What is it
Summer is the perfect time to dig in to deep reading. Hannah Arendt’s The Origins of Totalitarianism may be a bit much for the beach, but there are lots of readable classics and new titles that could make your summer reading a transformative experience.
- Stanford literature professor Josh Landy on Toni Morrison's Song of Solomon
- Philosophy Talk's film blogger, #FrancisOnFilm (aka Leslie Francis from the University of Utah), on Margaret Atwood's The Handmaid's Tale and the new TV series based on it
- Roving Philosophical Reporter Holly J. McDede investigates the graphic novel behind this summer's blockbuster Wonder Woman movie
- Other recommendations from the Community of Thinkers
For this show, Ken brings together some of today's great thinkers to discuss what books ought to be in people's beach bag this summer. The show kicks off with Josh Landy, co-director of the Literature and Philosophy Initiative at Stanford, who talks about Toni Morrison’s Song of Solomon. He considers it to be the great American novel – a multilayered story with powerful characters that poses important, gripping questions about life. Ken and Josh discuss the philosophical relevance of the novel as well as its narrative structure which lends itself to deep exploration. The two also discuss how the novel deploys multiple genres, so in as much as it is a coming of age story, the novel is also a piqueresque, a detective story, a quest narrative, and a tragedy.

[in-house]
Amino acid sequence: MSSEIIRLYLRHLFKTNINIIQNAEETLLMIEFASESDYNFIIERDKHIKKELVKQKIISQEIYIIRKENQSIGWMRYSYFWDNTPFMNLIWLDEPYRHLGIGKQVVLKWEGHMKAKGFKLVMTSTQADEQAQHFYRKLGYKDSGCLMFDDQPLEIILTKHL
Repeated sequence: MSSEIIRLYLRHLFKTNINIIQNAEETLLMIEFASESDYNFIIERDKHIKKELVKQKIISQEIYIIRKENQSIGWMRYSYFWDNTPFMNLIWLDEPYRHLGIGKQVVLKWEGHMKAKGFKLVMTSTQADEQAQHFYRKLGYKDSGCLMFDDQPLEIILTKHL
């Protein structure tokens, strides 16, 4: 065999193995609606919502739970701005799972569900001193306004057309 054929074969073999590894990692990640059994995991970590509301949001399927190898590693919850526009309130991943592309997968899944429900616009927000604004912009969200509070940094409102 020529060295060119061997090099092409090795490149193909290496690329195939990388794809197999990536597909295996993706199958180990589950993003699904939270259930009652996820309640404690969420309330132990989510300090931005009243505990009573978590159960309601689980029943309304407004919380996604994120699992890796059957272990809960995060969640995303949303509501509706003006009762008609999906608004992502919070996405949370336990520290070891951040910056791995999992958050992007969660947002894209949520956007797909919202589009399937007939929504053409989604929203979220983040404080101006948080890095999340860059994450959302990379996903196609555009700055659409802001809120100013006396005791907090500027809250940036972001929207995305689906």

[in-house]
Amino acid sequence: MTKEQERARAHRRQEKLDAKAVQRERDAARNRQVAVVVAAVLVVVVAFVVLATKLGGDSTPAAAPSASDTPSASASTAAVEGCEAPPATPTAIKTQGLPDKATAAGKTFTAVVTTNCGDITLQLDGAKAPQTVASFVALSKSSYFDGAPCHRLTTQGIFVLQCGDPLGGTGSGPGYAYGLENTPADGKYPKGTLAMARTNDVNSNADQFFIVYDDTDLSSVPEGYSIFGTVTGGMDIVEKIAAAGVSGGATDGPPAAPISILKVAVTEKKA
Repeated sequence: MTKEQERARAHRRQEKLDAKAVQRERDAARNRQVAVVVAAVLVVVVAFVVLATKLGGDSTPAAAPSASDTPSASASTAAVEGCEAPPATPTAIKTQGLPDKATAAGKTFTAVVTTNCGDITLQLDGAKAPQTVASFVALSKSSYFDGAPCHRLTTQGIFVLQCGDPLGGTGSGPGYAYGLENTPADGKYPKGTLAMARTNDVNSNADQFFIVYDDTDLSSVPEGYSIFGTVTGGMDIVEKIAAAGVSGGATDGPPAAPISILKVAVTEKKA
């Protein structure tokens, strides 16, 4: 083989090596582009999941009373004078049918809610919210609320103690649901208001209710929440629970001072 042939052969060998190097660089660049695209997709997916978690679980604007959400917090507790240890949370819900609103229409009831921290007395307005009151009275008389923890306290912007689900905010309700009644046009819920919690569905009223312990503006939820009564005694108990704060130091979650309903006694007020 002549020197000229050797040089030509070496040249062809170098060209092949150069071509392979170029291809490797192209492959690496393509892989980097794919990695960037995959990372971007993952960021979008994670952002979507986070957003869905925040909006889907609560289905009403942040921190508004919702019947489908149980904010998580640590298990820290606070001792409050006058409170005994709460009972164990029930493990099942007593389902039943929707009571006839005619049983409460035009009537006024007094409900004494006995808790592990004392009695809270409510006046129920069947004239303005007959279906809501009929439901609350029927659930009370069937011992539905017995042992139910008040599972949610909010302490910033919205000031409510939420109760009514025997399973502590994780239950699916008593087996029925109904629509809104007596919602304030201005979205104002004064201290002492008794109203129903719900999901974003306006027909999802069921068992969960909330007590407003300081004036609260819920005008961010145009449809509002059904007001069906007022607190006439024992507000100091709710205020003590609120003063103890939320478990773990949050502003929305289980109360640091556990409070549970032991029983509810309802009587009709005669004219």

Ken then welcomes Leslie Francis, professor of philosophy at the University of Utah, to Philosophy Talk. Leslie discusses the TV show based on Margaret Atwood’s The Handmaid’s Tale and how the show makes viewers consider that things that are repressive may protect us from our worst selves. The fictional world’s use of the remaining fertile women as child-bearing vessels brings about a host of philosophical considerations, as does the stream of consciousness method of storytelling that the novel features.
The Community of Thinkers also contributes their own reading suggestions, ranging from Simon Leys’ The Hall of Uselessness, a collection of essays related to China, being a professor, the sea, and Quixatism, to The Sense of an Ending, by Julian Barnes, which is a reflection on memory as one ages.
- Roving Philosophical Reporter (Seek to 2:39): Philosophy Talk's Reporter Holly McDede talks to Jacob Held, editor of Wonder Woman and Philosophy, about how the Wonder Woman comics, which inspired this summer’s hit movie, make one of the best places to consider feminism.
- 60-Second Philosopher (Seek to 47:45): Ian Shoales walks through modern book fairs.